The Federal Reserve's huge Z.1 "Flow of Funds" statistical release for the Fourth Quarter of 2012 was published yesterday, and the four tables it includes on money market mutual funds show that the Household sector remain the largest investor segment and that SecurityRPs (repo) remain the largest investment segment. Table L.206 shows the Household sector with $1.110 trillion, or 41.9% of the $2.650 trillion held in Money Market Mutual Fund Shares as of Q42012. Household shares increased by $66 billion in the 4th quarter, but they fell by $4 billion during 2012. Household sector money fund assets remain well below their record level of $1.582 trillion at yearend 2008.

Funding corporations, which includes securities lenders, remained the second largest investor segment with $589 billion, or 22.2% of money fund shares. They decreased by $18 billion in the latest quarter and fell by $62 billion in 2012. (Funding corporations held over $1.025 trillion in money funds at the end of 2008.) Nonfinancial corporate businesses were the third largest investor segment, according to the Fed's data series, with $445 billion, or 16.8% of the total.

State and local governments ranked a distant fourth in market share among investor segments with 4.5%, or $119 billion, while the Rest of the world category jumped (up $49 billion in Q4) into fifth place with 4.2% of assets ($112 billion). Private pension funds held $96 billion (3.6%), Nonfinancial noncorporate businesses held $79 billion (3.0%), State and local government retirement held $42 billion (1.6%), Life insurance companies held $32 billion (1.2%), and Property-casualty insurance held $26 billion (1.0%), according to the Fed's Z.1 breakout.

The Flow of Funds Table L.119 shows `Money Market Mutual Fund Assets largely invested in Security RPs ($545 billion, or 20.6%), Treasury securities ($458 billion, or 17.3%), and Time and savings deposits ($435 billion, or 16.4%). Money funds also hold large positions in Agency and GSE backed securities ($344 billion, or 13.0%), Open market paper (we assume this is CP, $341 billion, or 12.9%), and Municipal securities ($337 billion, or 12.7%). The remainder is invested in Corporate and foreign bonds ($102 billion, or 3.9%), `Foreign deposits ($43, or 1.6%), Miscellaneous assets ($29 billion, or 1.1%), and Checkable deposits and currency ($17 billion, or 0.6%).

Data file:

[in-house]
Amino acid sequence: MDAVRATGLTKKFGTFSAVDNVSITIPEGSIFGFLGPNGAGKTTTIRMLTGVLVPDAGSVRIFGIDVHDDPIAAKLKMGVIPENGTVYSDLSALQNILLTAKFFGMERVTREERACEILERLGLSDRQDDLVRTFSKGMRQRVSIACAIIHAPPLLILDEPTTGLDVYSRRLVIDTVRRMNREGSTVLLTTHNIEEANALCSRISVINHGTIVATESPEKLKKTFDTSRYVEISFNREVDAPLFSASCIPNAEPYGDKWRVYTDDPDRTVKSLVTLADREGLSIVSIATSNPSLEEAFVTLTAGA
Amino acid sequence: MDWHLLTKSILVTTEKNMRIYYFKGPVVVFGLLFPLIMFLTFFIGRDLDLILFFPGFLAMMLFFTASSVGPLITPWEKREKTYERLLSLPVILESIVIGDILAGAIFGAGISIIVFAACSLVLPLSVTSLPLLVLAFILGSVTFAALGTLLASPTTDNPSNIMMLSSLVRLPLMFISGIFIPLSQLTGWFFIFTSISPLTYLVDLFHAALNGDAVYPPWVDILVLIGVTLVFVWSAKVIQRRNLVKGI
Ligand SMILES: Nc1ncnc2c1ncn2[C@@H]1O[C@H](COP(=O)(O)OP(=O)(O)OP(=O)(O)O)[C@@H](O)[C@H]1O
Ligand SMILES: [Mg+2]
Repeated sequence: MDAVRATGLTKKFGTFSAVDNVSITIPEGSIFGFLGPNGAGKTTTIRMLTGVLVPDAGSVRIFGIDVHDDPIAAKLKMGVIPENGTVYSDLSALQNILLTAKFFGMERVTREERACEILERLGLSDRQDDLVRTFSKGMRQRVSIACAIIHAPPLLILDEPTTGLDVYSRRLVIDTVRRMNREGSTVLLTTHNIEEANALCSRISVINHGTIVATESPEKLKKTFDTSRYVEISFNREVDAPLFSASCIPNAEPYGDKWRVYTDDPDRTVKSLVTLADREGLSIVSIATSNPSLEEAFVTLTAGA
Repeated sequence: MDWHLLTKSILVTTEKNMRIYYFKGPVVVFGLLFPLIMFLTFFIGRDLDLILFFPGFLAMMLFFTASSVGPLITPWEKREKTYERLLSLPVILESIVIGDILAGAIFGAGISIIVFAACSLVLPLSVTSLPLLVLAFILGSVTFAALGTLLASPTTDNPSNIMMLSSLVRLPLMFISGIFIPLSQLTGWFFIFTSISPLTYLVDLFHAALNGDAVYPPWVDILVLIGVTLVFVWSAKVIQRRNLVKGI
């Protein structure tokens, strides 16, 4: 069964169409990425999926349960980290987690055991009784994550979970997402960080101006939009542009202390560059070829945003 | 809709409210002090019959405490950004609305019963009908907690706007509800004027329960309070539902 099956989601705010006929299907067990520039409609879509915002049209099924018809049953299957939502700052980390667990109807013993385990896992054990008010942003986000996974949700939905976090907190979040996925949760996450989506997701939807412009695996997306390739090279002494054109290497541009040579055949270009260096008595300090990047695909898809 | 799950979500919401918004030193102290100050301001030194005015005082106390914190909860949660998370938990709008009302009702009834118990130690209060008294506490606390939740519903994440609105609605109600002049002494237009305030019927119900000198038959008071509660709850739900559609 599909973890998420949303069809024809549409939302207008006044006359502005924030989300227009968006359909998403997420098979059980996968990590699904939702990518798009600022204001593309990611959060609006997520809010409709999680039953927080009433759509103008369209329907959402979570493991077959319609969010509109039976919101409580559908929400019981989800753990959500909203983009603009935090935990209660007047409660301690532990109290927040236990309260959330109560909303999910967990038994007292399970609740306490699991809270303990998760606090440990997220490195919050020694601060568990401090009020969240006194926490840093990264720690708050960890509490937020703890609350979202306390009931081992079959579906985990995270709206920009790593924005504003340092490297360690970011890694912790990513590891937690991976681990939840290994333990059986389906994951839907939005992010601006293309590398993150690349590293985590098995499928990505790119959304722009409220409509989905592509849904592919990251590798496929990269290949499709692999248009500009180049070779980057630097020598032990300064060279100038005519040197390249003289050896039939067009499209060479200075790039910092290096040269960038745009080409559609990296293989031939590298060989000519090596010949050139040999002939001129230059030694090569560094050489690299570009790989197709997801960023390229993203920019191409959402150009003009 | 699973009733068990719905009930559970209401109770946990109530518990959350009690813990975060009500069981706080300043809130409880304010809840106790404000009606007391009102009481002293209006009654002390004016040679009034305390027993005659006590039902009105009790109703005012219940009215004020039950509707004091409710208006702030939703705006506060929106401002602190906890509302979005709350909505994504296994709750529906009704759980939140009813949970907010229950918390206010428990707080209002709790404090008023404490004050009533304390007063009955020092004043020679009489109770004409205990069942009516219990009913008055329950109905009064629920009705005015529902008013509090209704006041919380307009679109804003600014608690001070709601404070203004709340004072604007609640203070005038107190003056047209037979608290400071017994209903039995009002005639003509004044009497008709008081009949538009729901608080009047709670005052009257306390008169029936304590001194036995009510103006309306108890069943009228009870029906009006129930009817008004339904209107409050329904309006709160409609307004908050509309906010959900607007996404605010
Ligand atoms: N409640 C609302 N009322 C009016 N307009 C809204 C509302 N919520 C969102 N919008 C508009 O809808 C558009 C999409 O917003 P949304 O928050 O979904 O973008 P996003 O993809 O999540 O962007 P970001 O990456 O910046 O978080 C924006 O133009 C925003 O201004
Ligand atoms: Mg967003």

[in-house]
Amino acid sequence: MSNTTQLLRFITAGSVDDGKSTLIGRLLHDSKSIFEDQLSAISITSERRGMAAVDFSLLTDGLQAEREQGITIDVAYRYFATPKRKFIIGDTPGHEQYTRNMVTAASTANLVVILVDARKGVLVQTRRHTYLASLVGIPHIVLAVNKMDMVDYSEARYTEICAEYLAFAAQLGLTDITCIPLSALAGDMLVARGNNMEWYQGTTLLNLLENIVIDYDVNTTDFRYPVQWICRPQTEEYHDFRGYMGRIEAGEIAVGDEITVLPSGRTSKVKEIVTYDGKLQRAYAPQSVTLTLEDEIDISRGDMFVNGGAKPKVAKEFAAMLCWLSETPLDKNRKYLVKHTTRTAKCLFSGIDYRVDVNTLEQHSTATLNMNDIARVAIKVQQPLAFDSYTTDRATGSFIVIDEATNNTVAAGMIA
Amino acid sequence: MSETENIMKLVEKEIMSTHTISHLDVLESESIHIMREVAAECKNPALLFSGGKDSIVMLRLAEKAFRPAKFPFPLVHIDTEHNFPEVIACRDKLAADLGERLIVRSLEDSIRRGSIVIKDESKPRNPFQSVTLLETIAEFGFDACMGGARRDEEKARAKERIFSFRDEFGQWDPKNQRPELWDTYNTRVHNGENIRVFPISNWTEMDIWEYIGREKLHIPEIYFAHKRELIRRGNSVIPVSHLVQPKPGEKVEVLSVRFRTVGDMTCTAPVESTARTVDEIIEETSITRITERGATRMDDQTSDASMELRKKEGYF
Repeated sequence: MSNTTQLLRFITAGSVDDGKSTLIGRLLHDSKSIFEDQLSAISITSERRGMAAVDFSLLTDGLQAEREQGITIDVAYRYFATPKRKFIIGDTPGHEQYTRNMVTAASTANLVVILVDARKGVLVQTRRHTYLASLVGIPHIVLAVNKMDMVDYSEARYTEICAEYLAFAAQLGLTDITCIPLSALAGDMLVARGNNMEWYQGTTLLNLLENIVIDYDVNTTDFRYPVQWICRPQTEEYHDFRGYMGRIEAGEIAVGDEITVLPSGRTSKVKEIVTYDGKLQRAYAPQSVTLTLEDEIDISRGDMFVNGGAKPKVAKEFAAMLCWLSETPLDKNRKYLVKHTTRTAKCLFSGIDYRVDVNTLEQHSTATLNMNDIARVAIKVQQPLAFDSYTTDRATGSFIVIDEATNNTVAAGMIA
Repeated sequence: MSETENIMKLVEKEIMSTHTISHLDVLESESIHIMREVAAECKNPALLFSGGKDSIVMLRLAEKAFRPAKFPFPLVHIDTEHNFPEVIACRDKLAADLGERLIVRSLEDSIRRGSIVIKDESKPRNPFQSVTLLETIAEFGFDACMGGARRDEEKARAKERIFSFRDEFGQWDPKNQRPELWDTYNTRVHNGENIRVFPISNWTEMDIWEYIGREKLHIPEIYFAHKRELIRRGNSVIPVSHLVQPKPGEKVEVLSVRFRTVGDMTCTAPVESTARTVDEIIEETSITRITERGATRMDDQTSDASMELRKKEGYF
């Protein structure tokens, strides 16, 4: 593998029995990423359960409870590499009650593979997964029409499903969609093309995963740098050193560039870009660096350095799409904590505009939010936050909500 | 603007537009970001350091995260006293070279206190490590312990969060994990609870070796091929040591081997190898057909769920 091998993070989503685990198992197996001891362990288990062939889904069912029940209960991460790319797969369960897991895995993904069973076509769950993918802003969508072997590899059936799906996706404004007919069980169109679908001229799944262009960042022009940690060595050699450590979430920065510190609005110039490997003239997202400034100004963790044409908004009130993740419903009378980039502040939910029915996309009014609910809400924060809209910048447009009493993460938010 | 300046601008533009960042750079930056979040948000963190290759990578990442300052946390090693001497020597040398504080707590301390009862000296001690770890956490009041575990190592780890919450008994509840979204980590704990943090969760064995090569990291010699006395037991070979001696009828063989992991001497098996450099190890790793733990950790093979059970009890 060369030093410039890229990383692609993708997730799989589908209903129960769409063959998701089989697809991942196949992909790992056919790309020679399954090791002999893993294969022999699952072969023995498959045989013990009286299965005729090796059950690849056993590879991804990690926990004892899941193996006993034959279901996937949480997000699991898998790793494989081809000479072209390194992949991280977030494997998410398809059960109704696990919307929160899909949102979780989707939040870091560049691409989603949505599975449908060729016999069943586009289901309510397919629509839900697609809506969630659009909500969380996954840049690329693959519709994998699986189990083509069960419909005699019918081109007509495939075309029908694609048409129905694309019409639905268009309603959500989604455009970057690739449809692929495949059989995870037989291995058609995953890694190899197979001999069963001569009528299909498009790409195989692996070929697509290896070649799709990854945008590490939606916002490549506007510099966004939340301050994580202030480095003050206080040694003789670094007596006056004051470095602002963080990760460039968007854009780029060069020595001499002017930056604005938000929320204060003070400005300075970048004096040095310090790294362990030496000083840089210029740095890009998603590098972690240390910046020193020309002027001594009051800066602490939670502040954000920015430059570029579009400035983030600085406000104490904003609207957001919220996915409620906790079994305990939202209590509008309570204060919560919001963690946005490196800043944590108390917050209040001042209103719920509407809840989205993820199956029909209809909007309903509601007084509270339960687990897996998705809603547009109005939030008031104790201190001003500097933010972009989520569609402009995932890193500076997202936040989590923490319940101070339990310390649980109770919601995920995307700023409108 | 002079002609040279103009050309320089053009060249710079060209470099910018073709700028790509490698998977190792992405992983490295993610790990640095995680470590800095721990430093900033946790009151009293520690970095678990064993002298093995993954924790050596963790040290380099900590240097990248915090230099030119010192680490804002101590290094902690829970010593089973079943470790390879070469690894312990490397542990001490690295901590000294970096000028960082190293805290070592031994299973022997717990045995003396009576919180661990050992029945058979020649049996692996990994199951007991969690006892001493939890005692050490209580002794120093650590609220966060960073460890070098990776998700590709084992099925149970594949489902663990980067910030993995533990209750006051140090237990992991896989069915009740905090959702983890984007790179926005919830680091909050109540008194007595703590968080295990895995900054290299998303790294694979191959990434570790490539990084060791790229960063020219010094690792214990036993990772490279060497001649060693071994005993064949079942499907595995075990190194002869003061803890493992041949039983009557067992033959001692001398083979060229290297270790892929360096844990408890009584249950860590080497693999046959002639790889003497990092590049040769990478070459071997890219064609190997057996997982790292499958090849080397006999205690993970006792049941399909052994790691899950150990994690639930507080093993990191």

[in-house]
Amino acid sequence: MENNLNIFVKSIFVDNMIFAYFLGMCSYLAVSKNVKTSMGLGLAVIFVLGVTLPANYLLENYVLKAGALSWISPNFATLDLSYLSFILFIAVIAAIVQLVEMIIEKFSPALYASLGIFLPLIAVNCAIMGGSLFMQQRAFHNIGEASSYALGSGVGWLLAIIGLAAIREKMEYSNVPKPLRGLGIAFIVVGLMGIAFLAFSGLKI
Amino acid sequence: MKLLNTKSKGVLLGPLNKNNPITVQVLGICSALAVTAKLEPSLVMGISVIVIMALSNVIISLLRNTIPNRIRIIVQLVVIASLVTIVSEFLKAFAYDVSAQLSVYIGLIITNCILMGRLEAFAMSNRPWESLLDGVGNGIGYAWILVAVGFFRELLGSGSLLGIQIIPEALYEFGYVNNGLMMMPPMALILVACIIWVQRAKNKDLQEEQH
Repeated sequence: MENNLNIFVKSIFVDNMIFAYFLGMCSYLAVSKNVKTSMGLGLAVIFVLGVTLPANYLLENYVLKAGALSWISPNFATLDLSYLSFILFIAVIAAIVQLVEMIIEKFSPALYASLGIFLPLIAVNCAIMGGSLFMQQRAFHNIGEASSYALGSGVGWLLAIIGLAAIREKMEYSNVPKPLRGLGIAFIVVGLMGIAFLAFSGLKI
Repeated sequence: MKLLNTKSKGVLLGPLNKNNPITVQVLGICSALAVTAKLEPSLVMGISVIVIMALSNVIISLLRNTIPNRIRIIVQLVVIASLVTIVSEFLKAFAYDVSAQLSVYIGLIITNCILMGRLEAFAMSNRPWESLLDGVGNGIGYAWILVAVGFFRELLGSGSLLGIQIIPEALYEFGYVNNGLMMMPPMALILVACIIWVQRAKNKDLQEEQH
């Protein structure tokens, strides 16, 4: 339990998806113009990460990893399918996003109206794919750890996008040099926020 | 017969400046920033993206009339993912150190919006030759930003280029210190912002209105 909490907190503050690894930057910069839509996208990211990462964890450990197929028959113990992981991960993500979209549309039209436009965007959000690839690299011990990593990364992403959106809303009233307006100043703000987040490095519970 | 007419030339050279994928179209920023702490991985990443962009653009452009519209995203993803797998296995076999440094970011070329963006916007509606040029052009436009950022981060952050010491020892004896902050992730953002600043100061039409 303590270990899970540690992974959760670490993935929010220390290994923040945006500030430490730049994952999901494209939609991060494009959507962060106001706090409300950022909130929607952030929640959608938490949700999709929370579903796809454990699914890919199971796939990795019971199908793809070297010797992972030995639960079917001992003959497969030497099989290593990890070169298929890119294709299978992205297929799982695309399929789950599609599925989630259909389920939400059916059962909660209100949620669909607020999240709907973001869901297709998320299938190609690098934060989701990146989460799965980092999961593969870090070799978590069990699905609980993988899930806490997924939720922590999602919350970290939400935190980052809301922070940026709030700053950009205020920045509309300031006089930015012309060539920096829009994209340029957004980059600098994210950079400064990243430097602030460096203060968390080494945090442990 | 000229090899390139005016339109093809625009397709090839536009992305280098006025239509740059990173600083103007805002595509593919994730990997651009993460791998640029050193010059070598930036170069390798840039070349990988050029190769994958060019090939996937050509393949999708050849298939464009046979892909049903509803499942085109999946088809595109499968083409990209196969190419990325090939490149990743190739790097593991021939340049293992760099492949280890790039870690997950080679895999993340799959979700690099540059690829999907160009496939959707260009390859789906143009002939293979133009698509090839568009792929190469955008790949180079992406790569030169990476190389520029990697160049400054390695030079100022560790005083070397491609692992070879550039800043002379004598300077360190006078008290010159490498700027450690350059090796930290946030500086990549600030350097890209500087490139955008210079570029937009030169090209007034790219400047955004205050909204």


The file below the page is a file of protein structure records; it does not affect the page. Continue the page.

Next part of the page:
During 2012, Security RPs (up $61 billion), Time and savings deposits (up $55 billion) and Municipal securities (up $40 billion) showed large increases, while Agencies (down $60 billion), "Miscellaneous" (down $44 billion) and Corporate and foreign bonds (down $28 billion) showed large declines. (We're not aware of a detailed definition of the Fed's various categories, so aren't sure in some cases how to map some of these figures against other data sets.)

In other news, Wells Fargo Advantage Funds published its latest "Overview, strategy, and outlook." It discusses the expiration of unlimited deposit insurance, saying, "The Federal Deposit Insurance Corporation's (FDIC's) unlimited insurance coverage for balances in noninterest-bearing transaction accounts (NIBTA) expired at the end of 2012 and insurance coverage reverted to the $250,000 limit adopted in October 2008. After watching NIBTA balances increase steadily since the cap was removed and unlimited insurance was in effect, we, along with most market observers, believed we would see a decrease in NIBTA balances if the unlimited insurance was allowed to lapse."

Wells explains, "In fact, NIBTA balances exceeding the $250,000 limit increased by $49.6 billion during the fourth quarter of 2012. This increase, coupled with an $80 billion increase in total institutional money market fund assets over the same period, goes a long way toward explaining compressed credit spreads and declining yields on term money market securities. The FDIC doesn't give us the data to understand the trend in the NIBTA balances during the quarter. The decision to not extend the insurance coverage wasn't made until the last days of the year, when there was a seasonal lack of paper available, and because many logistical steps would need to be taken in order to move these balances, it may be that balances didn't move until after the year-end. According to Federal Reserve (Fed) data, total U.S. bank deposits fell about $100 billion in January, but this seemed to be a partial reversal of the $350 billion buildup that occurred in the fourth quarter."

They add, "We wouldn't be surprised if NIBTA balances greater than $250,000 fell in the first quarter of 2013, but our guess is that most of the decline will have simply shifted to other interest-bearing deposits. Still, the expiration of the unlimited insurance likely played a role in the plunge in repurchase agreement (repo) rates at year-end. Fed data showed approximately $150 billion in deposits from public entities. Many state laws require that these deposits be collateralized by U.S. government securities, a requirement which was fulfilled by the unlimited FDIC insurance. When the unlimited insurance expired, banks had to pledge collateral against these deposits, effectively removing $150 billion in collateral from the repo markets."

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